The boom in internet availability has caused internet porn sales to soar during this century and, consequently, has introduced pornography to a younger generation. Pornography is now available to any viewer of any age. Although there are many efforts being made to restrict internet pornography and pornography production, this is a world-wide problem that has easy access to our homes. The more you are online, the greater your risk of exposure, and this is why as many as 70% of young people accidentally stumble across pornography for the first time while online. If they come across it once, studies say they are more than twice as likely to seek out porn on the internet again. The noted connection between pornography and lax attitudes toward sexual violence explains why date rape is on the rise as well. Laurie Hall, the author of An Affair of the Mind, quotes a study done with 1700 junior high students which found that an alarming 65% of the boys and 57% of the girls believed that it was “OK for a male to force a female to have sex if they had been dating for six months.” Another study reported by Dr. Patrick F. Fagan showed that frequent exposure to televised sexual content was related to a substantially greater likelihood of teen pregnancy. Earlier and more frequent sexual encounters increase exponentially the risk of contracting sexual diseases. The explosion of pornography availability and addiction means young women today risk finding themselves in relationships or even marriages that are troubled by pornography use. Pornography addiction can tax a marriage to its limits and is one of the leading causes given for divorce today.
“The thief comes only to steal and kill and destroy; I have come that they may have life and have it to the full.” John 10:10. Satan has stolen purity, killed healthy self-images, and destroyed relationships. Pornography is a poison that tries to warp the beauty of human sexuality and demean womanhood. Thank God that He is able to rescue and redeem and bring us into His abundant life! Porntopurity.com offers information and help for those struggling with addiction. This site also links to others such as Covenanteyes.com, a site providing accountability helps, and ShellyLubin.com, a former porn star turned advocate for victims of the pornography industry. For women in relationships with porn addicts, I would suggest Laurie Hall’s website www.pornaddicthubby.com which was birthed from her own personal experiences and the research that she has conducted. Covenant Eyes and NetSafeKids are great online resources to help parents navigate the pitfalls of internet exposure. Let’s not be blind to the deep societal problems masked by the apparently private and personal nature of pornography. When the value of women is attacked, then all of us are attacked. Life is life. People are not objects. Pornography degrades us all. As it says in 1 Thessalonians 5:6, “let us not be like others, who are asleep, but let us be alert and self-controlled.” Since pornography directly or indirectly poses a threat for all of us, we need to hold on to our freedom in Christ Jesus and to train up our children to recognize and avoid this trap. We need to share with Christ in His redeeming work to rescue those caught in pornography addiction, and fully display for young women the love of Christ and the glory of His purposes for them.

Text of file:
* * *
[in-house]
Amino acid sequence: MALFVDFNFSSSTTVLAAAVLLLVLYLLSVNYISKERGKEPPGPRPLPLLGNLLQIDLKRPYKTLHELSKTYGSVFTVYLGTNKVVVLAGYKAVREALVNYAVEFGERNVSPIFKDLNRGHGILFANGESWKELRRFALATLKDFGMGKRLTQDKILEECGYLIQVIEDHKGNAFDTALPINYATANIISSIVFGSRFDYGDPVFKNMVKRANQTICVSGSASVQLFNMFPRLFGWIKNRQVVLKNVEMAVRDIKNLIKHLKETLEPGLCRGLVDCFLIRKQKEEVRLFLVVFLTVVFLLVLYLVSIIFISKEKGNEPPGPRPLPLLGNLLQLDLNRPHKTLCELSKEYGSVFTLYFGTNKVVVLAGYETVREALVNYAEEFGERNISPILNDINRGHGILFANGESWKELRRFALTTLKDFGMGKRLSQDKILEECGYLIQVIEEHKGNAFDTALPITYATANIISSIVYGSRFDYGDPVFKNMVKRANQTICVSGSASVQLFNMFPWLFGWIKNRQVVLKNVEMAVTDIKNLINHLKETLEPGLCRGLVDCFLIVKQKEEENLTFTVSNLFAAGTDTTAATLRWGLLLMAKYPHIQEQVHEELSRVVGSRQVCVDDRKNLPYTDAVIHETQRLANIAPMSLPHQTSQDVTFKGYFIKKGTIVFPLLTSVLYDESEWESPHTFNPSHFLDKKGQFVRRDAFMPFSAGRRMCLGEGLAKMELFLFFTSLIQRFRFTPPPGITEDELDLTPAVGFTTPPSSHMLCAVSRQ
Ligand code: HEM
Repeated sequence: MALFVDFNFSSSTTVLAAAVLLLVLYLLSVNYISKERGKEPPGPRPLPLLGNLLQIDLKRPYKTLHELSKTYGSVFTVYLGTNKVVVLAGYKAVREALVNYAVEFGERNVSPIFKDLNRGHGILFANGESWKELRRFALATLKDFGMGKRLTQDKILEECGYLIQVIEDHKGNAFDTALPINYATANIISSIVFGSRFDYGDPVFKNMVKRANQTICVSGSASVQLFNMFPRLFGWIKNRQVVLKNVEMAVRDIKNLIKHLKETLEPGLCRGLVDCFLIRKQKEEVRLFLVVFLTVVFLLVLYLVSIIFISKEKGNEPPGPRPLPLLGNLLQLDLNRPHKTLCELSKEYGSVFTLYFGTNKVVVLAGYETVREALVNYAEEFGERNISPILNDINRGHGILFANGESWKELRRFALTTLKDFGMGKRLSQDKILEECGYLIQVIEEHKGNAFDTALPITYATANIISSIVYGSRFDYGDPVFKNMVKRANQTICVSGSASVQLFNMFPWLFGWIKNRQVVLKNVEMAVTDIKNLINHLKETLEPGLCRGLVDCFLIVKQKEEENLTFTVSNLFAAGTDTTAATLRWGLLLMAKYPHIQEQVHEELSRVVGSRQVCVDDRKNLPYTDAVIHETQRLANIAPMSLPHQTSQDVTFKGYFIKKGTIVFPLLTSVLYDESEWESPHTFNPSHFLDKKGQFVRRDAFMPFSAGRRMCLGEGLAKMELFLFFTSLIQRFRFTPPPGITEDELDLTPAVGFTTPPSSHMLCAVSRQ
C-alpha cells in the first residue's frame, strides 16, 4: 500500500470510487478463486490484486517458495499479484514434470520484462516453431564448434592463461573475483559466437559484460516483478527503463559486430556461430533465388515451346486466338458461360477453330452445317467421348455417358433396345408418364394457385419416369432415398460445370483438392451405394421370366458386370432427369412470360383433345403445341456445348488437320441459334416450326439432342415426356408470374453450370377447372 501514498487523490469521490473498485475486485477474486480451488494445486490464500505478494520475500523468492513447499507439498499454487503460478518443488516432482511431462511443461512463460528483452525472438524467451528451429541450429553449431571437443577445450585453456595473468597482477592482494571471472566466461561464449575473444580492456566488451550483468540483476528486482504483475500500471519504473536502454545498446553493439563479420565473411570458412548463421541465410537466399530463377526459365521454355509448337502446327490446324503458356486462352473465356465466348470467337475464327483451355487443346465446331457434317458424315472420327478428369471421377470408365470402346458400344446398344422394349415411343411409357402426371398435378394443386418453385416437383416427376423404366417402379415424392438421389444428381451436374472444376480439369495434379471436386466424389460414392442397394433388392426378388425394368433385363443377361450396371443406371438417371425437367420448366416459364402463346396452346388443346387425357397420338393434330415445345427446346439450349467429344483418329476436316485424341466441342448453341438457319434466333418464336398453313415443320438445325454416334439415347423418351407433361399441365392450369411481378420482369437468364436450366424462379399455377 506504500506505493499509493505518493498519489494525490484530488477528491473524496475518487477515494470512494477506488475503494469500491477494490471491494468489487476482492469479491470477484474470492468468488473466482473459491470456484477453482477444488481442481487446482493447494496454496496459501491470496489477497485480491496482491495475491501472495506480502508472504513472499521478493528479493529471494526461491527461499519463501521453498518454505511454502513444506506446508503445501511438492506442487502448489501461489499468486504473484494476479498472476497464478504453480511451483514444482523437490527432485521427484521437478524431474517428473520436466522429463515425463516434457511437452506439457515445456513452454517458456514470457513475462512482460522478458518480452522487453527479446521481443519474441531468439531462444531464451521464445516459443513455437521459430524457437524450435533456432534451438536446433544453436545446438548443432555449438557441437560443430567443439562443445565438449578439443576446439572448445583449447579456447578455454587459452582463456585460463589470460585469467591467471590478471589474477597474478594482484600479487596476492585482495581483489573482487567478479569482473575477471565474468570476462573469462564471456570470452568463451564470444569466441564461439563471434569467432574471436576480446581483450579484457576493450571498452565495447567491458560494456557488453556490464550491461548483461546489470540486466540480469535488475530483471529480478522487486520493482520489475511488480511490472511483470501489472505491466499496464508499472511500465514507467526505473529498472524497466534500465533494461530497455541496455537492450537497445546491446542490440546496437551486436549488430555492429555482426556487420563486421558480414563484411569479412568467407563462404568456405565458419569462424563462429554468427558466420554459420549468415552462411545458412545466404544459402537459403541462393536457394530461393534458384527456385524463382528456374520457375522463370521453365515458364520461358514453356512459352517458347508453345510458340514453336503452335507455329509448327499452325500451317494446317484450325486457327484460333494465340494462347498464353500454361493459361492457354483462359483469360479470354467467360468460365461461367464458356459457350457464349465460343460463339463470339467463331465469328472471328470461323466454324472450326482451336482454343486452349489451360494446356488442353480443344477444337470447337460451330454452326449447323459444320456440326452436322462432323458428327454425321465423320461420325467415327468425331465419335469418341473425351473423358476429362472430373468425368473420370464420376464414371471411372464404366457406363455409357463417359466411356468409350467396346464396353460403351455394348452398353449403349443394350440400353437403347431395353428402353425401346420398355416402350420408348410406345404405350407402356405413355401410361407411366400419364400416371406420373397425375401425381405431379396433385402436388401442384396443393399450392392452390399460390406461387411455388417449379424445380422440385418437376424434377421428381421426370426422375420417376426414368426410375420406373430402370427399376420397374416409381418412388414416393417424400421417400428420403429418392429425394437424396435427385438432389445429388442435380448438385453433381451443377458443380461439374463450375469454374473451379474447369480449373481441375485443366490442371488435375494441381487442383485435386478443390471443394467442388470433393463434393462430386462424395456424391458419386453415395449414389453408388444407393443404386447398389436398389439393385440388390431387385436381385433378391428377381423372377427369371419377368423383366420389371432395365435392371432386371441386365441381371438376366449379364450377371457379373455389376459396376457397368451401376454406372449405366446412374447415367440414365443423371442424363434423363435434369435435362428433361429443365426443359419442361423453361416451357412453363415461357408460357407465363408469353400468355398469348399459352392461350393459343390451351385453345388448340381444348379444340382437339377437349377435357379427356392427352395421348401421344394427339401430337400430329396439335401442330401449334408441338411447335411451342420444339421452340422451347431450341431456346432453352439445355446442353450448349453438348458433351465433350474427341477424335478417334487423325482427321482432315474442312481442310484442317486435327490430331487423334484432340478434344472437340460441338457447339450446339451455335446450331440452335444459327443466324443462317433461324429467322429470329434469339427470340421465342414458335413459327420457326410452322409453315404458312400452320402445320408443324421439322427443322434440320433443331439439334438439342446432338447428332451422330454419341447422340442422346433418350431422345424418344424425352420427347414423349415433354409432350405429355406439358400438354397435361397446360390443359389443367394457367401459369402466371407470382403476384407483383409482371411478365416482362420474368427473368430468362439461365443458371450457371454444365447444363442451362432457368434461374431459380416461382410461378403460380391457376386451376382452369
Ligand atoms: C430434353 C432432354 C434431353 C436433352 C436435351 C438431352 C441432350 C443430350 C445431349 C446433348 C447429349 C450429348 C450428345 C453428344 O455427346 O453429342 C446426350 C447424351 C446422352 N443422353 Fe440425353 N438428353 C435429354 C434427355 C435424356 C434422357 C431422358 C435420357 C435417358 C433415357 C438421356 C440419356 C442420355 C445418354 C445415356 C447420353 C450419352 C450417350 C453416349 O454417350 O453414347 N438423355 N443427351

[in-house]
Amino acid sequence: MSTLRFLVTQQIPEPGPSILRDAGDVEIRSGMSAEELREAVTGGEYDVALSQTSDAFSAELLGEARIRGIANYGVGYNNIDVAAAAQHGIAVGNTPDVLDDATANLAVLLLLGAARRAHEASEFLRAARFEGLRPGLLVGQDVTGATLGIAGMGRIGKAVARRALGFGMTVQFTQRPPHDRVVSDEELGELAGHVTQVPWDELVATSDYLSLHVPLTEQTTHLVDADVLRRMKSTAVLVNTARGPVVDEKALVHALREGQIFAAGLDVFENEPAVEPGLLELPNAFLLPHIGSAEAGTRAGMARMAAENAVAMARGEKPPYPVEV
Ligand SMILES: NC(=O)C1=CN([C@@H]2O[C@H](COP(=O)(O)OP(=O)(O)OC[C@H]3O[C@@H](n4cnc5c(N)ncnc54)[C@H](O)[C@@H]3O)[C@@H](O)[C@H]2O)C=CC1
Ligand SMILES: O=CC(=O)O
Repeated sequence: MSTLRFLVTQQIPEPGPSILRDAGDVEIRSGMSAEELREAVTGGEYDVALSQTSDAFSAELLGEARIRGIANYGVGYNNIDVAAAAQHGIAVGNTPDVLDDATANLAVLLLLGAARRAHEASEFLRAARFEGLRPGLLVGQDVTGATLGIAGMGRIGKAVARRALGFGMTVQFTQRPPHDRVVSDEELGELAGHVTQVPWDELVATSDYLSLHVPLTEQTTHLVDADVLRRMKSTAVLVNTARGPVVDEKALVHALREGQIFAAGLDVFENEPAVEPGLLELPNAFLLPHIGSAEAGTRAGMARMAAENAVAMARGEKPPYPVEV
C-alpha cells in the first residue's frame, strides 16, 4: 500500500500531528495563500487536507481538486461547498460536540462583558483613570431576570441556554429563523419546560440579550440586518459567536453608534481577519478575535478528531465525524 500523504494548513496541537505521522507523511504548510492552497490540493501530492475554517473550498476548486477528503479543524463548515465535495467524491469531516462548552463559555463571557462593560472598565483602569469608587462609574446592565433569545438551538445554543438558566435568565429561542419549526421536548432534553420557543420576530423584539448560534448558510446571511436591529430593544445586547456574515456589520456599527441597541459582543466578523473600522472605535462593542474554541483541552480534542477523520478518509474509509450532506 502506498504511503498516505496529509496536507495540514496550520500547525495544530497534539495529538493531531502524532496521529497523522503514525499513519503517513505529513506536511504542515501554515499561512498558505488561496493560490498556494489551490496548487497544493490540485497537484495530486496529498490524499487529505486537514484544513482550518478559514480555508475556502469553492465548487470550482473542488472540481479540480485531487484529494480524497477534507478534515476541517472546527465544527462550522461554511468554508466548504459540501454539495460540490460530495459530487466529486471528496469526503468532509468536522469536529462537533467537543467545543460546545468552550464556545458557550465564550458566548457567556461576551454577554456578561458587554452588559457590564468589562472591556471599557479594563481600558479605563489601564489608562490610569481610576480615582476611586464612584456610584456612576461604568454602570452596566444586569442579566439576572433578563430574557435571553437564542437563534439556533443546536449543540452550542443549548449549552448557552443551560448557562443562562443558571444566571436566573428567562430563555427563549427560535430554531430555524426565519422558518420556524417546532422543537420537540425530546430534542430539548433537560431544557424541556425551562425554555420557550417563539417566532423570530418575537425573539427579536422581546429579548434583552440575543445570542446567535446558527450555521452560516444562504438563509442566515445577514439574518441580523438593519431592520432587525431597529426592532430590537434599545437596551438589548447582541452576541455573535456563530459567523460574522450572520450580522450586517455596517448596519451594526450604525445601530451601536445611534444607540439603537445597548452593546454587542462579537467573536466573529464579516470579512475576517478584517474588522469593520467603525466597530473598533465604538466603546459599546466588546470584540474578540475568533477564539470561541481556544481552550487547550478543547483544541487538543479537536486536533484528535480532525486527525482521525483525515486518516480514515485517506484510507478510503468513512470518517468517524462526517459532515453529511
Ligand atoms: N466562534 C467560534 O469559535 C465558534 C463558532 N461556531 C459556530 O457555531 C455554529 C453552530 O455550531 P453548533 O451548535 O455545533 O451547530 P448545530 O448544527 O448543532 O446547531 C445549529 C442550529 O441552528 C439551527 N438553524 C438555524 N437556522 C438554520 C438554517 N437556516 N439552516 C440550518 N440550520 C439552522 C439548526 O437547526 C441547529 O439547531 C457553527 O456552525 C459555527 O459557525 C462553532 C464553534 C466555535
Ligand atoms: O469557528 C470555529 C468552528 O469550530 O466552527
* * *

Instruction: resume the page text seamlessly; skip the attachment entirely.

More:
Alexander, Rachel. (Oct. 23,2012). Porn Addiction at Crisis Level. World Net Diary. Retrieved 8-31-2013 from: www.wnd.com/2012/10/porn-addictions-at-crisis-level./
Fagan, Patrick F., PhD. (Winter 2010). The Effects of Pornography on Individuals, Marriage, Family and Community. Family North Carolina Magazine. Retrieved 10-21-2013 from: www.ncfamily.org/FNC/1001SF.html.
Hall, Laurie. (July 8, 2013). How Pornography Kills Love. Charisma Magazine. Retrieved 8-31-2013 from: www.charismamag.com/life/women/9540-how-pornography-kills-love.
LeClaire, Jennifer. (July 19, 2013). Can Christians Blame Their Porn Addictions on Apple? Jennifer LeClaire Ministries. Retrieved 10-21-2013 from: www.jenniferleclaire.org/articles/can-christians-blame-their-porn- addictions-on-apple.